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Macon Telegraph - January 22, 2013, By Maggie Lee

Georgia Gov. Nathan Deal is asking the state Legislature to approve a $10 million school in Warner Robins that would offer academic credentials to members of the military to round out their armed services training and channel them into civilian work.

The center’s mission would be retraining military veterans for the private work force, especially in critical areas such as nursing and truck driving, said House Majority Leader Larry O’Neal, R-Bonaire.

“The military is an excellent proving ground for logistics,” he said, as an example. “Part of that is truck driving. But these people get out of the military and they can’t get a commercial driver’s license.”

Both the University System of Georgia and the Technical College System of Georgia would offer classes. Technical College System Chancellor Ronald Jackson said he and University System Chancellor Hank Huckaby have yet to sit down and talk about the division of the programming they would provide.

Students will be able to get “credit for their (military occupation specialities) training in line with our course curriculum so they don’t have to take as many courses,” Jackson said.

The center also would house much of the civilian and military training that the Technical College System of Georgia already handles under contract, Jackson said.

Deal’s proposal calls the school the Military and Veterans Academic and Training Center. His proposed $10 million bond would build and equip a 50,000-square-foot facility in Warner Robins “within sight” of Robins Air Force Base, O’Neal said. A few sites are under consideration. He declined to specify them but said it’s possible the city of Warner Robins could donate land. The center would also house the 21st Century Partnership, a nonprofit that promotes the base and helps defends it from any cuts that might come from a federal Base Realignment and Closure Commission.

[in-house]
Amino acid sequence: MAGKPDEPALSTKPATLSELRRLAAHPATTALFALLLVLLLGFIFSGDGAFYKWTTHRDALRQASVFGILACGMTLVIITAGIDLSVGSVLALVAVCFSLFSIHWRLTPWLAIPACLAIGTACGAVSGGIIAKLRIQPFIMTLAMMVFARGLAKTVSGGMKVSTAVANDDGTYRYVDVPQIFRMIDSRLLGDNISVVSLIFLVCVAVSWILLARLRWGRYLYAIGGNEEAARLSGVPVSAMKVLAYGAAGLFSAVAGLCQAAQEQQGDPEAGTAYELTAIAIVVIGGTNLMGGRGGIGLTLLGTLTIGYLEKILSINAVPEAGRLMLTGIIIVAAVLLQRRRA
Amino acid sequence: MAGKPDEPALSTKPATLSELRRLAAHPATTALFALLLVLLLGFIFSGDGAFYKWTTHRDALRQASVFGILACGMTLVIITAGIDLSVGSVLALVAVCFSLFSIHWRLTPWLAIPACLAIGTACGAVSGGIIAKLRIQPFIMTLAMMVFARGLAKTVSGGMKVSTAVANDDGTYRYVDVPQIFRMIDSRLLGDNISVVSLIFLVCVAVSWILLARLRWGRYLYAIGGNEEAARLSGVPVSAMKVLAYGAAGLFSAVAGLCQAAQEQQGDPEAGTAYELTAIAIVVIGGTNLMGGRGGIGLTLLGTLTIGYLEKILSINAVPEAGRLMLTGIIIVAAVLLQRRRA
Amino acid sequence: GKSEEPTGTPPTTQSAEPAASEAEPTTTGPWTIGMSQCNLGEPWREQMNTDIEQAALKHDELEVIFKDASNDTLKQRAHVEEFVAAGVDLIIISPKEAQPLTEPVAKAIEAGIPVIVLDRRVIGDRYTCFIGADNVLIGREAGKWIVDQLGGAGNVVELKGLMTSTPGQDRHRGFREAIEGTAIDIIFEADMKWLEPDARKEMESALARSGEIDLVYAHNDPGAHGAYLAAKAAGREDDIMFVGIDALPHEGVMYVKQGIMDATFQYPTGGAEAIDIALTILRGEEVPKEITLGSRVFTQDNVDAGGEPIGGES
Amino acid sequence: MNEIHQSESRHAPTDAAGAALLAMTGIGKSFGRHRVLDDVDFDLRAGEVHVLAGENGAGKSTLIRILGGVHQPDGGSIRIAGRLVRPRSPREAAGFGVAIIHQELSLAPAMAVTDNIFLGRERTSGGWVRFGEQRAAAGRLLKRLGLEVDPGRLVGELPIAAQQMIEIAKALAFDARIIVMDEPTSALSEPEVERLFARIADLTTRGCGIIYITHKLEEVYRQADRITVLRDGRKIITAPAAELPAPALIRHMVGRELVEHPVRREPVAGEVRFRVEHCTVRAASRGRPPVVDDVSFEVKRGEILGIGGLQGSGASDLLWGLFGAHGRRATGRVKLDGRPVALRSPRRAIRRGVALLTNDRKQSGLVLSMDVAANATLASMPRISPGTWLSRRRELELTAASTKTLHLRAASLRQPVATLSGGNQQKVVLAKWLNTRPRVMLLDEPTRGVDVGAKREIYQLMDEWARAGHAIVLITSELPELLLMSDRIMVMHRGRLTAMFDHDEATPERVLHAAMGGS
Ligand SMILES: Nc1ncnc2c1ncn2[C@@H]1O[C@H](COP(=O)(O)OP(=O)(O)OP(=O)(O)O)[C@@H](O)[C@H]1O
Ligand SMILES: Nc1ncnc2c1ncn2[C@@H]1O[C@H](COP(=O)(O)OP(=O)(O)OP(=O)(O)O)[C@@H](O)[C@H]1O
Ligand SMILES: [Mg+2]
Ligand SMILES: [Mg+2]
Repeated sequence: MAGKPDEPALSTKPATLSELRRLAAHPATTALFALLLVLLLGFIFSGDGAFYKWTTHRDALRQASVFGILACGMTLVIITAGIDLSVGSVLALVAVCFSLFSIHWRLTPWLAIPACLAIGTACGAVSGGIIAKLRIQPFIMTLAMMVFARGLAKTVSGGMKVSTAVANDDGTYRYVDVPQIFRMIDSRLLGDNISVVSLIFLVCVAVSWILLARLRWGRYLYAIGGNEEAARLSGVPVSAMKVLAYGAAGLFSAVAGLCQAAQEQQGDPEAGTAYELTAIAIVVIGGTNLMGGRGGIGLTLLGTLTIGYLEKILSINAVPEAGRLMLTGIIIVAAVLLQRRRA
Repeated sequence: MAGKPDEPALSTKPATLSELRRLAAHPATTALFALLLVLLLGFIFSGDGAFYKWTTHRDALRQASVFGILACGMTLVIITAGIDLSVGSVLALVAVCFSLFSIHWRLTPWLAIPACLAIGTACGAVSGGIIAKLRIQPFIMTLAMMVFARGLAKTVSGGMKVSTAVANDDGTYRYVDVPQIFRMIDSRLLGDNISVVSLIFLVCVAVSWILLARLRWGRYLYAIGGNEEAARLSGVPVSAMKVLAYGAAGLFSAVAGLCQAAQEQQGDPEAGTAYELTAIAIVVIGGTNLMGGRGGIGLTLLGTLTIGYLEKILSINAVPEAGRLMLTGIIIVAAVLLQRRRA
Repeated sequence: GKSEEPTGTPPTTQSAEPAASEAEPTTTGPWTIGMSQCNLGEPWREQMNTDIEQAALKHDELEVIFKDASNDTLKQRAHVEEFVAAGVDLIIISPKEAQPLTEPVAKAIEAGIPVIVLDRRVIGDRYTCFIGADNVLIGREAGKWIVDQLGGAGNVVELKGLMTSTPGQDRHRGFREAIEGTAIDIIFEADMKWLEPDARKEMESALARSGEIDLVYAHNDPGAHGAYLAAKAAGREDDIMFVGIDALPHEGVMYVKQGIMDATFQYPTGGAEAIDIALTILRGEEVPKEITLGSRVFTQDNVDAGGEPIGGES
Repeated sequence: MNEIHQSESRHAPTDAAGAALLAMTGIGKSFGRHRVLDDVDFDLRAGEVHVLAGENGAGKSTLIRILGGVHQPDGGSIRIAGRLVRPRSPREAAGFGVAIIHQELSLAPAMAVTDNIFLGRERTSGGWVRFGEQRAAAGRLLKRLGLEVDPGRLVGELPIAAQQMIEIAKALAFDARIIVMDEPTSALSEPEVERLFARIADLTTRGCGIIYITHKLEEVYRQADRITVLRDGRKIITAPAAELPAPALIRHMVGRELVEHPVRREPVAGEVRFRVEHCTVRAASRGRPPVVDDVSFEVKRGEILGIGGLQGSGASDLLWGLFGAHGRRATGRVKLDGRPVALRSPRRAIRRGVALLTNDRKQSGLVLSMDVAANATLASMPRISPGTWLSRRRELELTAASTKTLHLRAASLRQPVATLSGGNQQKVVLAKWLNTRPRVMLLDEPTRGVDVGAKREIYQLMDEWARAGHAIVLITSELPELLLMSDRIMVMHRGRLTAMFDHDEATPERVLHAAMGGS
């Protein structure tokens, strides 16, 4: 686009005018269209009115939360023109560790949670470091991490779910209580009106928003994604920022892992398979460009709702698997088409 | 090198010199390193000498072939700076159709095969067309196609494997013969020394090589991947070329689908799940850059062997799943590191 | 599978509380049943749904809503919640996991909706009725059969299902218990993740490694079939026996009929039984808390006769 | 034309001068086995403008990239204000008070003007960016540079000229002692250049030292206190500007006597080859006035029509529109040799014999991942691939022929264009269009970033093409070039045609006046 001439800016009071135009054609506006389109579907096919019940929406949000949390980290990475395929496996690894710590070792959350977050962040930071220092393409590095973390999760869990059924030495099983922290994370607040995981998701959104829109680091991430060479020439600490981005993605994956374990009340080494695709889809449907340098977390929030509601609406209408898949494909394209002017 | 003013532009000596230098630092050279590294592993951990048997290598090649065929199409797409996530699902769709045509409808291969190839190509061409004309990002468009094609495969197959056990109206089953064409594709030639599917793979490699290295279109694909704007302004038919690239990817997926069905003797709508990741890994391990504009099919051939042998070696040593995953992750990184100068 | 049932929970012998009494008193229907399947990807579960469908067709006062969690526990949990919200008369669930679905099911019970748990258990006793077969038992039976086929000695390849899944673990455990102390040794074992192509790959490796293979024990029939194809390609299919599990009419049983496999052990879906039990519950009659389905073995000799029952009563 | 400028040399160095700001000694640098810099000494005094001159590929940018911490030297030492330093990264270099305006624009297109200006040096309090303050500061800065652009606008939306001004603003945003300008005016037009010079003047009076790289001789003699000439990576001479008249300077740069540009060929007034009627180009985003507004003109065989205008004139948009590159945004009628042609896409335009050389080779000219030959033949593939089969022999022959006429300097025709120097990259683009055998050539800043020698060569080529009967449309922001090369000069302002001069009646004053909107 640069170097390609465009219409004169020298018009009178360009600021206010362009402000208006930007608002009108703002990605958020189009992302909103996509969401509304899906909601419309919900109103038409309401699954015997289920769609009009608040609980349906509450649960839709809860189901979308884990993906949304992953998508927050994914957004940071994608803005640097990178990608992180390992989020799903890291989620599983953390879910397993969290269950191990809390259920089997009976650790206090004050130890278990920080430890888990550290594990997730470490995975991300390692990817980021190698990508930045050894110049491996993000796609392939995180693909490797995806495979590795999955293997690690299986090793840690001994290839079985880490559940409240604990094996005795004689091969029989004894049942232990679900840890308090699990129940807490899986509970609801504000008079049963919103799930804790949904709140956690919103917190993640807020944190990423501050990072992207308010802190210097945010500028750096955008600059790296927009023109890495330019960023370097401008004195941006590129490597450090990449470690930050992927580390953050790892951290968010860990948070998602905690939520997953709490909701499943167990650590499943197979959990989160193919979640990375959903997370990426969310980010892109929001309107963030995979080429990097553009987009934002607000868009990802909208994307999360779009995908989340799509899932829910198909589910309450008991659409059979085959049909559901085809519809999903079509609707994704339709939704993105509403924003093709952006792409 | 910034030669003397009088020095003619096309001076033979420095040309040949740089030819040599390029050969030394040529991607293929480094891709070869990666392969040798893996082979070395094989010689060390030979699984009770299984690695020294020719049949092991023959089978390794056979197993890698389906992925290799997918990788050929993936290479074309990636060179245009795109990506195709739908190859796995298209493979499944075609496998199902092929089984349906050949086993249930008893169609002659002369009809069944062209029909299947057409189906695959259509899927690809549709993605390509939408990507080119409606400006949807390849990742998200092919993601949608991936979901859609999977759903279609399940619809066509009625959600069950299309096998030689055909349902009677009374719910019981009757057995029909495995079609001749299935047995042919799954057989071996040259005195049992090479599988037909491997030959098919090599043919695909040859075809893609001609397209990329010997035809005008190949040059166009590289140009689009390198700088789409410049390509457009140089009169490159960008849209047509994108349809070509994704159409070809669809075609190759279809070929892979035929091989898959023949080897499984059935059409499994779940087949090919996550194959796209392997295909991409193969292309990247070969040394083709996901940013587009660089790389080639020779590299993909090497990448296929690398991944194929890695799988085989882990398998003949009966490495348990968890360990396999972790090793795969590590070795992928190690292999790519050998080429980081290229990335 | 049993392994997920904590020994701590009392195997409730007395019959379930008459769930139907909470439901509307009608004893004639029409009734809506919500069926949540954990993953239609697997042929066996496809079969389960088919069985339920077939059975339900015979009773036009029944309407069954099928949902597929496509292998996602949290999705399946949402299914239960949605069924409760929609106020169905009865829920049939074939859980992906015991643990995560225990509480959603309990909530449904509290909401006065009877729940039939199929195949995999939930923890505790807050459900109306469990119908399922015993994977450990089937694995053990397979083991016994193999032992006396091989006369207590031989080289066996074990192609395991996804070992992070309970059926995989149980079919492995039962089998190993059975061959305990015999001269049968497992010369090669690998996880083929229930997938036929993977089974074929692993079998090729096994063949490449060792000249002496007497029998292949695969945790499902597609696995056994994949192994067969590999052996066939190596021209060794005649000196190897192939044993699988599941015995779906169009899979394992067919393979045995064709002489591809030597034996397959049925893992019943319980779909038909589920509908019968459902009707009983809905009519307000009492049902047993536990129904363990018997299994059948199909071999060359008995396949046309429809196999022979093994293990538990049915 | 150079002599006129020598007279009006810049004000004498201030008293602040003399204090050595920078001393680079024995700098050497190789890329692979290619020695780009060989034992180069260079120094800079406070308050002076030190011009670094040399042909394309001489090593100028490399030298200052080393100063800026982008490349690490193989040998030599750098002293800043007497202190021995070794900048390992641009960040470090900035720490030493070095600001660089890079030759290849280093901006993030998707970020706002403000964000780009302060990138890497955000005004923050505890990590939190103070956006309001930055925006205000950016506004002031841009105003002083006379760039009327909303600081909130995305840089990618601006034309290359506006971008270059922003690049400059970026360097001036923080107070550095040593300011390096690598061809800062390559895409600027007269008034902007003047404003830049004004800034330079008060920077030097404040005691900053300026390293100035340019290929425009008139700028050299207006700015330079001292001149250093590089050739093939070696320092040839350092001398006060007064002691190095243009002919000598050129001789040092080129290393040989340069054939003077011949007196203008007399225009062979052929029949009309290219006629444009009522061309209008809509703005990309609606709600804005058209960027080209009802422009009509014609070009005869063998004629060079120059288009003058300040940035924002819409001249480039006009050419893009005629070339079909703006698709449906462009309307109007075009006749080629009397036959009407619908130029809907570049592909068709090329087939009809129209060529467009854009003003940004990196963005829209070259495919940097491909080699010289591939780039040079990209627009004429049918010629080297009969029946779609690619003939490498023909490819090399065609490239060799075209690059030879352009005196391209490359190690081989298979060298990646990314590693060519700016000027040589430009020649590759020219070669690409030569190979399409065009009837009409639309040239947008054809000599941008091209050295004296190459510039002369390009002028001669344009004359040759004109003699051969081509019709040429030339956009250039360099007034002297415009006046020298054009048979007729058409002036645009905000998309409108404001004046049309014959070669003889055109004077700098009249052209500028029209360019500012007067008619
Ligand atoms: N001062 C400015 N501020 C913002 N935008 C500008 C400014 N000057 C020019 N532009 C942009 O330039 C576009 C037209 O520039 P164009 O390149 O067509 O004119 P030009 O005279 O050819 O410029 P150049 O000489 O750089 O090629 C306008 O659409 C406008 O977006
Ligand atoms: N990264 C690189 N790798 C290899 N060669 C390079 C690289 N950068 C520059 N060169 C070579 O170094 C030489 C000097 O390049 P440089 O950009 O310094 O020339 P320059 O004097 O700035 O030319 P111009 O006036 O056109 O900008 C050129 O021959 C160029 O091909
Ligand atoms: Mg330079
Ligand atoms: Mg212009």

Jackson and O’Neal said the school would demonstrate Georgia’s commitment to the military, which may be helpful if BRAC comes calling.

The center also would be a “statewide employment agency” where employers can recruit talent, O’Neal said. “We’ll have more work-ready people in the disciplines that the military provides probably than anywhere else in the Southeast, especially mainframe people for airplanes.”

If the Legislature approves, a bond for the $10 million would be sold sometime in the fiscal year beginning in July. O’Neal declined to speculate on any ground-breaking date. It’s also not yet clear how many students could attend.

The state Board of Regents also requested $4.75 million for a similar center in Hinesville near Fort Stewart. The governor did not recommend that bond.

The Warner Robins gateway center would turn out graduates to match some jobs that Deal is trying hard to fill.

Of jobs currently available in Georgia, three “sort of stand out from the rest: that is commercial drivers ... nursing and early childhood education,” Deal told the joint Senate and Hope Appropriations Committees hearing Tuesday.

Separately, he’s asking the Legislature to spend an additional $6.5 million for larger Hope grants for technical college students taking up any of those three fields.

Deal also wants the Legislature to approve an additional $2.5 million dollar bond to help buy properties around Robins Air Force Base, helping to finance part of the so-called “encroachment” solution, O’Neal said. The federal government says an area north of the base is too noisy and prone to plane crashes for residents’ safety, so Georgia and local governments are buying up the properties and clearing people out. Last year, the Legislature approved an initial $2.5 million for encroachment.

To contact writer Maggie Lee, e-mail her at This email address is being protected from spambots. You need JavaScript enabled to view it. .


To view this article at the source publication, go to http://www.macon.com/2013/01/22/2326300/governor-seeks-10-million-for.html.

The information above is for general awareness only and does not necessarily reflect the views of the Office of Economic Adjustment or the Department of Defense as a whole.


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